GIAA Mailbag

Tool tips on steady poles and Lithium-ion batteries.

Q. I find that I am able to hold some prism poles (antenna poles) much steadier than others. What causes them to be different? I've been told that part of the issue is that the bubbles on some are more sensitive than others.

A. Some prism and antenna poles can appear to be easier to hold than others. Unless there is something attached to the pole that makes it harder to hold steady, or the pole lacks rigidity, the actual difference is the sensitivity of the circular vial. All level vials, whether tubular (as in the plate level of a total station or theodolite) or circular (as in prism and antenna poles, and tribrachs) work on the principle of aligning their horizontal axis to be perpendicular to gravity, the force used by surveyors to define the vertical. Level vials have a curved surface of a known radius: circular for a tube vial, spherical for a circular vial. As the radius increases, the sharpness of the curvature decreases, increasing the sensitivity of the vial. Sensitivity is indicated by the angular change in the horizontal axis of the vial per two millimeters of bubble movement. In tubular vials typically used for plate vials of total stations, it is common to see sensitivities of 20 arc-seconds to 40 arc-seconds per 2 mm. Circular vials on tribrachs, to facilitate rapid leveling, generally have sensitivities in the range of 10 arc-minutes per 2 mm. Because they are intended to be handheld during measurements, the vials of prism and antenna poles have a much lower sensitivity; they range from approximately 20 arc-minutes to 60 arc-minutes (one degree) per 2 mm. As the sensitivity of the vial decreases, the pole will appear to be easier to hold steady, as a greater angular change is required for small bubble movements. For example, if the bubble is rated at 20'/2 mm, and the prism is located 6' above the point, when the bubble has moved 2 mm the prism will have moved a little more than 0.03' away from the vertical. But if the sensitivity of the bubble is 60'/2 mm, the antenna phase center will have to move 0.1' away from the vertical before the bubble moves 2 mm. Thus, if the user holds both poles with equal stability, tiny movements of the bubble position observed on the 60' pole will appear to be much larger with the 20' pole, giving the appearance that the 60' pole is steadier.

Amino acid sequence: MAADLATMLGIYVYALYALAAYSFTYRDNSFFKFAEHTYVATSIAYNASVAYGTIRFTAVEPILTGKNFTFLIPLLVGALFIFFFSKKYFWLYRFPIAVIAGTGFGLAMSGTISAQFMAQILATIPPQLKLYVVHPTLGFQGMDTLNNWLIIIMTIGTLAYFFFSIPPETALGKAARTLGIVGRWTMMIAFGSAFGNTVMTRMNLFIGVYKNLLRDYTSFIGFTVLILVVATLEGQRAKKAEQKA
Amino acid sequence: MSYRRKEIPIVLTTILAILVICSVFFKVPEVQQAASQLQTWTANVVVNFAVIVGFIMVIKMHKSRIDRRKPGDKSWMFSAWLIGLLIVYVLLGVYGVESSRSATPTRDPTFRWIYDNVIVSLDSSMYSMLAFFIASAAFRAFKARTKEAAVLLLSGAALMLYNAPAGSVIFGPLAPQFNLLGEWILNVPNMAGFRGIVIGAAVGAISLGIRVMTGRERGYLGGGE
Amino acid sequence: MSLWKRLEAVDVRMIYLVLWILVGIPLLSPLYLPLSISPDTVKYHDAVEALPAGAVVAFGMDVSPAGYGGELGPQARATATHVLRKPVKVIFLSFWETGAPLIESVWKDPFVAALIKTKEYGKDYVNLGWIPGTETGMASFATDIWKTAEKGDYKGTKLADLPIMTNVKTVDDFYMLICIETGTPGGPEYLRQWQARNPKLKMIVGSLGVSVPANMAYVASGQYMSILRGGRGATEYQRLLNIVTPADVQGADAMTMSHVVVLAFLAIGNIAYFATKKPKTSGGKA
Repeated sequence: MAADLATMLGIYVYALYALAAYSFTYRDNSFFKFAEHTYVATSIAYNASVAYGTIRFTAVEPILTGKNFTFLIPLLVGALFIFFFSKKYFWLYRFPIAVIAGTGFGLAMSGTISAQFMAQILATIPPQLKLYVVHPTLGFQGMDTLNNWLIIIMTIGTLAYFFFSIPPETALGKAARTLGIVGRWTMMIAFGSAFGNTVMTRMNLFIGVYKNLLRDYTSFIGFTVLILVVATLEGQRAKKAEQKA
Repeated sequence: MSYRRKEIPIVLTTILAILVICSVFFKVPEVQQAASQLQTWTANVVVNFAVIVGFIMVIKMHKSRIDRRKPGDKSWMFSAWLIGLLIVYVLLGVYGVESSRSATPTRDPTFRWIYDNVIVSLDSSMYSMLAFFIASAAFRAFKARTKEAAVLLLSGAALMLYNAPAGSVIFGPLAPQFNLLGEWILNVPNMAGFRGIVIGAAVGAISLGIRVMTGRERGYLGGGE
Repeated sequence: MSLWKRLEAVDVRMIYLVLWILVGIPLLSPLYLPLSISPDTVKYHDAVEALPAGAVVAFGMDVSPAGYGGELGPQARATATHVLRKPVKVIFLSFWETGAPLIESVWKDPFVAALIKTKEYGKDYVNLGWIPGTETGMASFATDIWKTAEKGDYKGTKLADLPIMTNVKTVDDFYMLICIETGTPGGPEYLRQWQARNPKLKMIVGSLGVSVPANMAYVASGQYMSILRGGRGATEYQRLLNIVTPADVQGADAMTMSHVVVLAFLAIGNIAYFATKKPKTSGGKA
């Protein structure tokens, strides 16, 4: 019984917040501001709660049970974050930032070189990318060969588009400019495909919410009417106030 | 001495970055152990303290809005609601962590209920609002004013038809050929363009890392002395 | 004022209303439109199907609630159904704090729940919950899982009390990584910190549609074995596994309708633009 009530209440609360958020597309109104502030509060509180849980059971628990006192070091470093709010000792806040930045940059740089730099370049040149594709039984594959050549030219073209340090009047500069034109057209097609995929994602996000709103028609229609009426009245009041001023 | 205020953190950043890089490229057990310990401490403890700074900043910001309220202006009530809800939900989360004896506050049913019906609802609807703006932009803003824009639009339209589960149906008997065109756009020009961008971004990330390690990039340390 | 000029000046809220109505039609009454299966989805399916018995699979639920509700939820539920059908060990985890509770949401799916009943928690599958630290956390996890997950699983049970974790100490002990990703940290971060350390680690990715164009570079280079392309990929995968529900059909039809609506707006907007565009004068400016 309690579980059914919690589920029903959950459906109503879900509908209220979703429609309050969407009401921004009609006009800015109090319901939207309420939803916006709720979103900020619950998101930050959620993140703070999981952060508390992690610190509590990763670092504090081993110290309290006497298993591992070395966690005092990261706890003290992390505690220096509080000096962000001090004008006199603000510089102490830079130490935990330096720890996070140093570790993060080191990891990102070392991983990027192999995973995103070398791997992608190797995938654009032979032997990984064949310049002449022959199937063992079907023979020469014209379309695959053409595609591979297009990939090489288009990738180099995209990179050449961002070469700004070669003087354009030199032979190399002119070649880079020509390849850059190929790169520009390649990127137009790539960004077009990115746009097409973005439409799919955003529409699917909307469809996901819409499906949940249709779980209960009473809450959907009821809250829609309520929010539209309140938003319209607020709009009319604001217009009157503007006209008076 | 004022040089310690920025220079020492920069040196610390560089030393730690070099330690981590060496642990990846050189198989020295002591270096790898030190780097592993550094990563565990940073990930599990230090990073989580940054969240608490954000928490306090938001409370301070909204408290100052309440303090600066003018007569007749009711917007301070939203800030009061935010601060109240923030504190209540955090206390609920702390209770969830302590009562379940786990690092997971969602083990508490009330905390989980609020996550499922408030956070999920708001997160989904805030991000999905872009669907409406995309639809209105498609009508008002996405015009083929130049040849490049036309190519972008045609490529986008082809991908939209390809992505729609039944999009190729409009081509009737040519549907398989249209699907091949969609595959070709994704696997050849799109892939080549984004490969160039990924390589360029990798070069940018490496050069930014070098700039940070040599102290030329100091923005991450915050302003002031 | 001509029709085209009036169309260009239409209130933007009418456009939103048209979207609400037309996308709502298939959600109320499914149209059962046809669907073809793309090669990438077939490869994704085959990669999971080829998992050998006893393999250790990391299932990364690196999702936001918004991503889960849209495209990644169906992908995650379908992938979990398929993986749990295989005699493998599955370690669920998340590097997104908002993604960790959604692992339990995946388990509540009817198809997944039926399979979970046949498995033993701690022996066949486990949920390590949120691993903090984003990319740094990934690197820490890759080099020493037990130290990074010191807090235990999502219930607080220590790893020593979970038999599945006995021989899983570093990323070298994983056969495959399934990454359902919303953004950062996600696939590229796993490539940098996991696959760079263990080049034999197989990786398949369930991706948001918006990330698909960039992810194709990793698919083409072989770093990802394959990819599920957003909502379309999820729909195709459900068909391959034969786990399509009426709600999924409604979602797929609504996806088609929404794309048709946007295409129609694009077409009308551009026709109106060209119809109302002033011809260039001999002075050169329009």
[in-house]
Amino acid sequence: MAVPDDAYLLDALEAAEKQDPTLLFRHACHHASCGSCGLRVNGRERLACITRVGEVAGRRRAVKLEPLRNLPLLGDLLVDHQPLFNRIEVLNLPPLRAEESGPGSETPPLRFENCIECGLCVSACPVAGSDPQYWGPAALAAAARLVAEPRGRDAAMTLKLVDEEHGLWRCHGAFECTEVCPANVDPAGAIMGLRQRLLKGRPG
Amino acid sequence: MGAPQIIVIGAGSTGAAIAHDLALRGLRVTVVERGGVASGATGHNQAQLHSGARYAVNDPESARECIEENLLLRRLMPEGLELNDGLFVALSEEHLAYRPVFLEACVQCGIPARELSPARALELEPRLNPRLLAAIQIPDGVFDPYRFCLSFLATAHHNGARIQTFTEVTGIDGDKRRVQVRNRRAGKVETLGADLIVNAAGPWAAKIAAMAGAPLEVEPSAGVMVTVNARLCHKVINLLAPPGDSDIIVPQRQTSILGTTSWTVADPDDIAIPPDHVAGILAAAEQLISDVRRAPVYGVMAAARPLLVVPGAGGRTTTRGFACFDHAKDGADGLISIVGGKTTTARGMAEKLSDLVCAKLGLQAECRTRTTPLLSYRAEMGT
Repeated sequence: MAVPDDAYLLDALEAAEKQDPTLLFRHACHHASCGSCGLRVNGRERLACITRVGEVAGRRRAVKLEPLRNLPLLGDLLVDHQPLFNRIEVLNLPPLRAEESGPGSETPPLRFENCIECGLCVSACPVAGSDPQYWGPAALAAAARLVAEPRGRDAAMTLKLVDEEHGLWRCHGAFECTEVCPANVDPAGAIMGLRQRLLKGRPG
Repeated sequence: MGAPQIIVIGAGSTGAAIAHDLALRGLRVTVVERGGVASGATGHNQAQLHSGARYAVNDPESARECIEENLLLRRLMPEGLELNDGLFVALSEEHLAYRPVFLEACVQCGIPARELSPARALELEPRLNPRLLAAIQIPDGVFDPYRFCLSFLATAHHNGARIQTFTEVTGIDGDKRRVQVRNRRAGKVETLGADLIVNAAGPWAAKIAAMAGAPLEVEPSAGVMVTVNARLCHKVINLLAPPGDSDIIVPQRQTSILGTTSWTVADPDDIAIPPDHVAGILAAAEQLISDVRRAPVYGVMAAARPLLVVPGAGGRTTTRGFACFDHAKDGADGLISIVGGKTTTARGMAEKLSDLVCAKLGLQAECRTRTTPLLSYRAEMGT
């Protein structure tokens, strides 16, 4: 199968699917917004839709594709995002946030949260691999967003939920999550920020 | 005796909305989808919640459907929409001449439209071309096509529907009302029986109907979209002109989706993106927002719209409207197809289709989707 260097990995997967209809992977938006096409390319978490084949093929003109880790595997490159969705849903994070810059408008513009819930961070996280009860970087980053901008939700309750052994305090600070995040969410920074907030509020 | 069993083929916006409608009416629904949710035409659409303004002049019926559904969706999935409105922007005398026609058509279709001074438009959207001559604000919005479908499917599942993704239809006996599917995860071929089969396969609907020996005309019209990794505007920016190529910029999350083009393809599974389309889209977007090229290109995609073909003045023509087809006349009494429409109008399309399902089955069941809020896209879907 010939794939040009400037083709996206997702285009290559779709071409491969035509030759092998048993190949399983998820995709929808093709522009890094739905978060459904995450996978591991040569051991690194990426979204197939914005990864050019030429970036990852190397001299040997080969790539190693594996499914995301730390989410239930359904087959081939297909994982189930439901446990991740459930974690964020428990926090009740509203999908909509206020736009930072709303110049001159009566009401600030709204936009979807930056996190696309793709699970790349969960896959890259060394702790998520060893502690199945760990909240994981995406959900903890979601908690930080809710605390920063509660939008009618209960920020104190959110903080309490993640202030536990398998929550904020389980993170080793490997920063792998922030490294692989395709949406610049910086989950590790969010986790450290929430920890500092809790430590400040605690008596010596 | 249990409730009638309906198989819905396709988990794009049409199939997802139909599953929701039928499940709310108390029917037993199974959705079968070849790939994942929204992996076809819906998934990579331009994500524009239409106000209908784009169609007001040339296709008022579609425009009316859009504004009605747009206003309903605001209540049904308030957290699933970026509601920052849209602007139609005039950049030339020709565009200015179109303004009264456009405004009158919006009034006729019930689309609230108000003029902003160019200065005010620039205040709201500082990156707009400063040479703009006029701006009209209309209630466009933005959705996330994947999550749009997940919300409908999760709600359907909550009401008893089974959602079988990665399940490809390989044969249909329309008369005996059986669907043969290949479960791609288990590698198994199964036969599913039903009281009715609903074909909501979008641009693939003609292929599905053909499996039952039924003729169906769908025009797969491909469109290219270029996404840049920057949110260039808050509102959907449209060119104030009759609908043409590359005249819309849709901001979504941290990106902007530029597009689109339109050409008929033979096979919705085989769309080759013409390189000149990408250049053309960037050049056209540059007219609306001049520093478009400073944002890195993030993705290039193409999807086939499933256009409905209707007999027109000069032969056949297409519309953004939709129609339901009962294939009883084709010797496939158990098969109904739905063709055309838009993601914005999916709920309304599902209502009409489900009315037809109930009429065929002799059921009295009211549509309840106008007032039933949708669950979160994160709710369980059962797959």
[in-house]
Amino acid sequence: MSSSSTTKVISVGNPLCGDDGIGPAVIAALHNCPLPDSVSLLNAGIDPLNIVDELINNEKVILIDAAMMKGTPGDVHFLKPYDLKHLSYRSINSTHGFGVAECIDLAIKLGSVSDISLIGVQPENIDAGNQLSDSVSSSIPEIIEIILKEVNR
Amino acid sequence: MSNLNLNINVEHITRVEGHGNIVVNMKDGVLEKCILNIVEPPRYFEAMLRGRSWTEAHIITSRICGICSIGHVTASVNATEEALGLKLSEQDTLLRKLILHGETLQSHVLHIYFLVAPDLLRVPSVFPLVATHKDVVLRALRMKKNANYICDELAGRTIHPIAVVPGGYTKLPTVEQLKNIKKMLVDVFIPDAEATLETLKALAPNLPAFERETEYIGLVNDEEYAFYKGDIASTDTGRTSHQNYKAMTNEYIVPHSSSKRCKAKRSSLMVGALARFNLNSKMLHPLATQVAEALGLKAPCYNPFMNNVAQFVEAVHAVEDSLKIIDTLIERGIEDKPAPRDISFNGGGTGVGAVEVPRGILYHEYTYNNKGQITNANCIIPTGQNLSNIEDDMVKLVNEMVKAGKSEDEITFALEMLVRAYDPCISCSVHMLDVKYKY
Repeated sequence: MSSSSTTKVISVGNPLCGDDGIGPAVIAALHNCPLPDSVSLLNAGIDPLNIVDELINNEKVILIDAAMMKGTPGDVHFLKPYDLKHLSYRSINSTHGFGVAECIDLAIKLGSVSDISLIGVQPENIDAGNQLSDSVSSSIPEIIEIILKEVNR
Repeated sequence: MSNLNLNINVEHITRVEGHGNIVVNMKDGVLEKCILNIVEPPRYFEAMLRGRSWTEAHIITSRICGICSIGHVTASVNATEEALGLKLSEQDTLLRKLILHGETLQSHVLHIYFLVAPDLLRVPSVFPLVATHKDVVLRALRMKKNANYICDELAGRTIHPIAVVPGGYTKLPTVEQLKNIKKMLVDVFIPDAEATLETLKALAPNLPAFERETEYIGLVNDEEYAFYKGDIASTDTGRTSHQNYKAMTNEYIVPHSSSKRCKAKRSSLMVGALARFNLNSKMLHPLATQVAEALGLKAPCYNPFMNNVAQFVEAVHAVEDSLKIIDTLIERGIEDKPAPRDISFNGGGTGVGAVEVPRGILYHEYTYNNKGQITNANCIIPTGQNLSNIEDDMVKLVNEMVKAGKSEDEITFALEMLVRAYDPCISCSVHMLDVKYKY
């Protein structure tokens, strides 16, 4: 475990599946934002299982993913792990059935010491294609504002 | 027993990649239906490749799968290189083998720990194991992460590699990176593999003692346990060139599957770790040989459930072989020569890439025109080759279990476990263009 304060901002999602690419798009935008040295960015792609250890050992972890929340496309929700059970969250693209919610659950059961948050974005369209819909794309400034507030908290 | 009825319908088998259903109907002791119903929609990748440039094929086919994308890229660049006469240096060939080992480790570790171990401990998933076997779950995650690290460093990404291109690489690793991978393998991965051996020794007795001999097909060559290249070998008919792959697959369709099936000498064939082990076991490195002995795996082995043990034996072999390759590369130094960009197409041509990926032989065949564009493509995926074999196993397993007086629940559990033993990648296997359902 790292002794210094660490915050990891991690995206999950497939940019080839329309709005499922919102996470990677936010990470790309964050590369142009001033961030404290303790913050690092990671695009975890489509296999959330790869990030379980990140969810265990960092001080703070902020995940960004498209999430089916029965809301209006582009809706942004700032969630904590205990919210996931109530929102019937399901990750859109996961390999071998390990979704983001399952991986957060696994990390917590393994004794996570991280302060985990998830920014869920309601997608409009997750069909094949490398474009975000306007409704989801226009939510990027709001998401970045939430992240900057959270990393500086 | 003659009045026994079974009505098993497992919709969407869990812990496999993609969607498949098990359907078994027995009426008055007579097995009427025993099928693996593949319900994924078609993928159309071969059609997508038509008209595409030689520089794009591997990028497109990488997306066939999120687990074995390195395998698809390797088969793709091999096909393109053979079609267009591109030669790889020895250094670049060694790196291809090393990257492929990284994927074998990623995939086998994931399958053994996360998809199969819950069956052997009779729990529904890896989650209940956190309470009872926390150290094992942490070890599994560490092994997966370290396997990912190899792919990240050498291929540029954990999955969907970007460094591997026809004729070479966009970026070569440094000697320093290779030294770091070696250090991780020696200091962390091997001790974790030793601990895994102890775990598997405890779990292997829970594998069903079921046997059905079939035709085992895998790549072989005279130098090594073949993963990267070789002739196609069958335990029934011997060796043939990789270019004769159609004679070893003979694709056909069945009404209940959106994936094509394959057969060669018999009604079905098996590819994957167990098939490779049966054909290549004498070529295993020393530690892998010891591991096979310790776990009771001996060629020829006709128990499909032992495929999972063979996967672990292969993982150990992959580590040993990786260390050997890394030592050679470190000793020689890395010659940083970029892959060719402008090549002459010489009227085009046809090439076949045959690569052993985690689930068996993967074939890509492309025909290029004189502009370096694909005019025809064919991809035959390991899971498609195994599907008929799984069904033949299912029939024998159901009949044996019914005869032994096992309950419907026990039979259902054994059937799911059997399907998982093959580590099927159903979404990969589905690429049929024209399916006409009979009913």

Q. In the last year I have acquired products that have Lithim-ion (Li-ion) cells. I've been told they are more efficient and have fewer "memory" problems than the older Ni-Cd batteries. However, I noticed that battery life had declined by the time we moved into winter (roughly six months after purchase). Do I have defective batteries?

A. More than likely, no. All batteries have a variety of characteristics regarding discharge and charging cycles. For Li-ion batteries, it is true that their resistance to loss of capacity due to charge/discharge cycles of partially discharged cells is high. However, they aren't perfect in this regard. Also, the temperatures under which they are charged and discharged can also affect performance. While the loss of capacity of Li-ion batteries is not huge (10%) when the temperature drops from room temperature (68°F) to freezing, the loss becomes 30% when the temperature drops to -4°F. So if you were used to getting six hours of operating time from a battery in the summer, you'd likely get about four hours at -4°F. This could explain part of the apparent loss you have observed. Low temperatures have more of an effect when batteries are charged at temperatures outside their rated charging temperatures. For a Li-ion battery, the lowest permissible charging temperature is generally 32°F. Charging at lower ambient temperatures, particularly if the battery is at ambient temperature, can cause battery capacity loss. An important difference in this case is that the loss of capacity may be permanent. Ni-Cd and Ni-MH batteries also have charging temperature specifications. It is advisable to strictly follow these specifications.

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